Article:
There is no difference between the Mystical Supper and the Divine Liturgy. The Eucharist that Christ instituted in the Upper Room before His Passion is the same that we celebrate today. St. John Chrysostom instructed the faithful of his church that, “The offering of today is in no way inferior to that which Christ offered, because it is not men who sanctify the offering of today; it is the same Christ who sanctified His own. For just as the words which God spoke are the very same as those which the priest now speaks, so too the oblation is the very same.”

Communion is the antidote to sin and the path to eternal life. We receive Holy Communion for the remission of sins and eternal life. Writing in the early second century, St. Ignatius of Antioch told the church in Ephesus that Holy Communion “is the medicine of immortality, the antidote we take in order not to die but to live forever in Jesus Christ.”

A message for us today. In the age of COVID-19, what does this mean for the faithful?

  • The Body and Blood of Christ lead us to eternal life and union with God, not sickness and death.
  • The Eucharist that we receive today is the same as that which the Apostles received from Christ before His memorable and lifegiving Passion.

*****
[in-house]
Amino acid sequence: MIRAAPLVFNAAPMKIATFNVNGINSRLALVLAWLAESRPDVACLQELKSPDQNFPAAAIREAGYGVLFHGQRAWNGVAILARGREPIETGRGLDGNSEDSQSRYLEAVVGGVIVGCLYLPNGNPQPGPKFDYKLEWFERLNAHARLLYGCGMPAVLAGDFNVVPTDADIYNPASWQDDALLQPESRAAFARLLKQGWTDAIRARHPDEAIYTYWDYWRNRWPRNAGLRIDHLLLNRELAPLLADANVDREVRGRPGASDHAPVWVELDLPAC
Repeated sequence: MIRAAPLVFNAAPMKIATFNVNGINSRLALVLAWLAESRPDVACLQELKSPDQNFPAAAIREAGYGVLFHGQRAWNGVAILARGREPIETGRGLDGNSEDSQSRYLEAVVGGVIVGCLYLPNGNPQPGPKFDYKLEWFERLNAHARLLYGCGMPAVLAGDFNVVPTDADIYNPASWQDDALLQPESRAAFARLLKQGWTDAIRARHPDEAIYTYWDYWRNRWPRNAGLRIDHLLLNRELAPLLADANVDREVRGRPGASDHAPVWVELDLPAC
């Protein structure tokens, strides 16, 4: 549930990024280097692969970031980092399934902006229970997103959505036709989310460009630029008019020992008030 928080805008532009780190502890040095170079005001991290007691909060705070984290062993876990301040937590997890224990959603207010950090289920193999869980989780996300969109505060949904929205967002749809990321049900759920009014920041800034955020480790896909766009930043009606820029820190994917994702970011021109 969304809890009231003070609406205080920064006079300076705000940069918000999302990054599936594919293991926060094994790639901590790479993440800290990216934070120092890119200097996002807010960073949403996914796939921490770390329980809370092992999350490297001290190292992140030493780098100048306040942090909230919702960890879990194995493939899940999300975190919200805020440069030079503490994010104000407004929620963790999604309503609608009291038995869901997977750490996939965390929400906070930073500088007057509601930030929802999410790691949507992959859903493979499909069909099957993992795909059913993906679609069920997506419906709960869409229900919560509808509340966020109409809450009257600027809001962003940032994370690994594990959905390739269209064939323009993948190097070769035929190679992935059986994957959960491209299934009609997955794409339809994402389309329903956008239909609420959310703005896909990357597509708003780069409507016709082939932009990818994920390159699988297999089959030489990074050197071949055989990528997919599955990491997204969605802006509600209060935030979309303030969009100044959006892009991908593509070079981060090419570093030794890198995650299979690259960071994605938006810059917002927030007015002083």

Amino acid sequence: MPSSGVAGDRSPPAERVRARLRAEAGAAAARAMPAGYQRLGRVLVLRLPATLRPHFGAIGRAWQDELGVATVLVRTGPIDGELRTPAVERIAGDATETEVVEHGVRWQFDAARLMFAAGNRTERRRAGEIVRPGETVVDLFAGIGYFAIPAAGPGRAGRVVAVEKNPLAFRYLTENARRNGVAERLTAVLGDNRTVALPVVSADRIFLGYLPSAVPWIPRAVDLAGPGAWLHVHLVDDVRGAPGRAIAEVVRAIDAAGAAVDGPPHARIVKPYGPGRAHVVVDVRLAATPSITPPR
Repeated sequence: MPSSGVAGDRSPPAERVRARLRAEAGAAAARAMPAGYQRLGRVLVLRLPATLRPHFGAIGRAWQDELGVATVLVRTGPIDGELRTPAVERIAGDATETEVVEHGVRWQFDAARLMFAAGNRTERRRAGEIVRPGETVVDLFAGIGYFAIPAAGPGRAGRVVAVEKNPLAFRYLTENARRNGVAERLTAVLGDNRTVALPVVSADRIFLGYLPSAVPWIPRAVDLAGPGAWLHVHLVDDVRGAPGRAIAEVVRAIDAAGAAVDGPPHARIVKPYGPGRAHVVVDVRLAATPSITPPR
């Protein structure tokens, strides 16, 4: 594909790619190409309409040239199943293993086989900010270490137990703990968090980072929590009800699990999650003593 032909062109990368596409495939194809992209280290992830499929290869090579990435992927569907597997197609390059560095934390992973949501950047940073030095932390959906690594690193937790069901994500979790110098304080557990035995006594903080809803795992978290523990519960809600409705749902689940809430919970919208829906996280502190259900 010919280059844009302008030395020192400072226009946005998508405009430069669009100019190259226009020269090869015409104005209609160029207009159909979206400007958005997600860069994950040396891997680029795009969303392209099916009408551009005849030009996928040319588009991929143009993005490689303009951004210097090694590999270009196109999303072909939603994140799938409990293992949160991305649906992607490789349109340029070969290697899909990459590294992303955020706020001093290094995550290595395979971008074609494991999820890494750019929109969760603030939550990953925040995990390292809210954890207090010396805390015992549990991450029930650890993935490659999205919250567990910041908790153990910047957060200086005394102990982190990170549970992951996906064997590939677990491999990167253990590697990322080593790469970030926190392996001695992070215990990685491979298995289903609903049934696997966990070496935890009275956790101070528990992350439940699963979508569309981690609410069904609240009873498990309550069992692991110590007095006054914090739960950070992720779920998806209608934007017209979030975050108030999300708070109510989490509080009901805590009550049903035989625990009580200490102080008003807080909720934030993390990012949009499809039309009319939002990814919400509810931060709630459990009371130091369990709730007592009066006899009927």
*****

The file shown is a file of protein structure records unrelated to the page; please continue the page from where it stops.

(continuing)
• When we receive Holy Communion, we have Christ moving and indwelling within us.
  • The bread and wine that we receive is truly the Body and Blood of Christ—they are holy and everything they touch is holy.

Thus, our Ecumenical Patriarch instructs us that:

  • The Mystery of the Divine Eucharist is non-negotiable because we believe that through it is transmitted to the faithful the Body and Blood of the Savior Christ “unto the remission of sins and life eternal” and it is impossible that through this Mystery of Mysteries any disease might be communicated to those who partake. For this reason, the Church remains steadfast and immovable in its teaching towards the essence of the Mystery of Holy Communion.
  • As to the mode of distributing the ineffable Mysteries to the faithful, the Church, respecting Holy Tradition … finds no need for a change of this mode, especially under pressure from external factors.

For the entire life of the Church, there has been no alteration to these most basic beliefs concerning Holy Communion. For the faithful, there is no question. For those who struggle with this belief, it is good to recall the words of the father of the boy with an evil spirit, “Lord, I believe; help my unbelief!” (Mark 9:24). There is nothing wrong with struggling to believe, this is the task of every Christian. It is wrong, however, for the unbelieving to attempt to lead the faithful to disbelief. Put simply, as Christians we either believe that we receive Holy Communion unto eternal life, or we don’t.

These are indeed challenging and difficult times, but they are temporary. “Jesus Christ is the same yesterday, today, and forever” (Hebrews 13:8). The belief that the Body and Blood of Christ leads to life and not death is central to our faith. This is the faith of the Apostles, the faith of the Fathers, and the faith of the Orthodox everywhere and at all times. May God bless and keep our families safe and lead us all to the knowledge of His truth.